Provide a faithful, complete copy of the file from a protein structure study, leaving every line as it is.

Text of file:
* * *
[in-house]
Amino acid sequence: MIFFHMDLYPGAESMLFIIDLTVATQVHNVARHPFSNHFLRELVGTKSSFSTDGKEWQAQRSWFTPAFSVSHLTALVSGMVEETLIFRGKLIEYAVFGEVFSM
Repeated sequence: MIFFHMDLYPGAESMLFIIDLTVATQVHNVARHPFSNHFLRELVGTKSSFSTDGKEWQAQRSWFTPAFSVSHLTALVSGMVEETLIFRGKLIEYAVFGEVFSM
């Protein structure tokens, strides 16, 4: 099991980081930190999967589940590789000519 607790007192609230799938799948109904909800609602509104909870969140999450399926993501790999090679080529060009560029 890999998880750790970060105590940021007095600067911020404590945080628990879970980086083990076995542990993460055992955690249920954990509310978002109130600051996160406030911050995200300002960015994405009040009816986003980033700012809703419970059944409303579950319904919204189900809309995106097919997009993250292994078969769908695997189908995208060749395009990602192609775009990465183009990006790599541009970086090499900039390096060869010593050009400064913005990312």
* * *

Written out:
[in-house]
Amino acid sequence: MIFFHMDLYPGAESMLFIIDLTVATQVHNVARHPFSNHFLRELVGTKSSFSTDGKEWQAQRSWFTPAFSVSHLTALVSGMVEETLIFRGKLIEYAVFGEVFSM
Repeated sequence: MIFFHMDLYPGAESMLFIIDLTVATQVHNVARHPFSNHFLRELVGTKSSFSTDGKEWQAQRSWFTPAFSVSHLTALVSGMVEETLIFRGKLIEYAVFGEVFSM
């Protein structure tokens, strides 16, 4: 099991980081930190999967589940590789000519 607790007192609230799938799948109904909800609602509104909870969140999450399926993501790999090679080529060009560029 890999998880750790970060105590940021007095600067911020404590945080628990879970980086083990076995542990993460055992955690249920954990509310978002109130600051996160406030911050995200300002960015994405009040009816986003980033700012809703419970059944409303579950319904919204189900809309995106097919997009993250292994078969769908695997189908995208060749395009990602192609775009990465183009990006790599541009970086090499900039390096060869010593050009400064913005990312």